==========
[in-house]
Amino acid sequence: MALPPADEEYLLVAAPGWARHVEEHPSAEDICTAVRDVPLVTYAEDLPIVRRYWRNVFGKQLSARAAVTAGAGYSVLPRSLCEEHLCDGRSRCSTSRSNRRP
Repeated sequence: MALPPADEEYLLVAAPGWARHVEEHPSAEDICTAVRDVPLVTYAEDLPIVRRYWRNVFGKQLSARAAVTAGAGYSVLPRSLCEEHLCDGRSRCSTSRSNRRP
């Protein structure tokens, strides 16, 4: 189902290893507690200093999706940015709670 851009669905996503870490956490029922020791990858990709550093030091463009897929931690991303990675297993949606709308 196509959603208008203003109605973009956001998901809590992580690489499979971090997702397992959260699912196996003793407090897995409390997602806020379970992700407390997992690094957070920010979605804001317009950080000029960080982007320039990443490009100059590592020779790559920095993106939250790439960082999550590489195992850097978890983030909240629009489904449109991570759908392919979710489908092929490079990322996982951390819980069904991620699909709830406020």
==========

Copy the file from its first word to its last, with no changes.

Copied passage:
[in-house]
Amino acid sequence: MALPPADEEYLLVAAPGWARHVEEHPSAEDICTAVRDVPLVTYAEDLPIVRRYWRNVFGKQLSARAAVTAGAGYSVLPRSLCEEHLCDGRSRCSTSRSNRRP
Repeated sequence: MALPPADEEYLLVAAPGWARHVEEHPSAEDICTAVRDVPLVTYAEDLPIVRRYWRNVFGKQLSARAAVTAGAGYSVLPRSLCEEHLCDGRSRCSTSRSNRRP
């Protein structure tokens, strides 16, 4: 189902290893507690200093999706940015709670 851009669905996503870490956490029922020791990858990709550093030091463009897929931690991303990675297993949606709308 196509959603208008203003109605973009956001998901809590992580690489499979971090997702397992959260699912196996003793407090897995409390997602806020379970992700407390997992690094957070920010979605804001317009950080000029960080982007320039990443490009100059590592020779790559920095993106939250790439960082999550590489195992850097978890983030909240629009489904449109991570759908392919979710489908092929490079990322996982951390819980069904991620699909709830406020």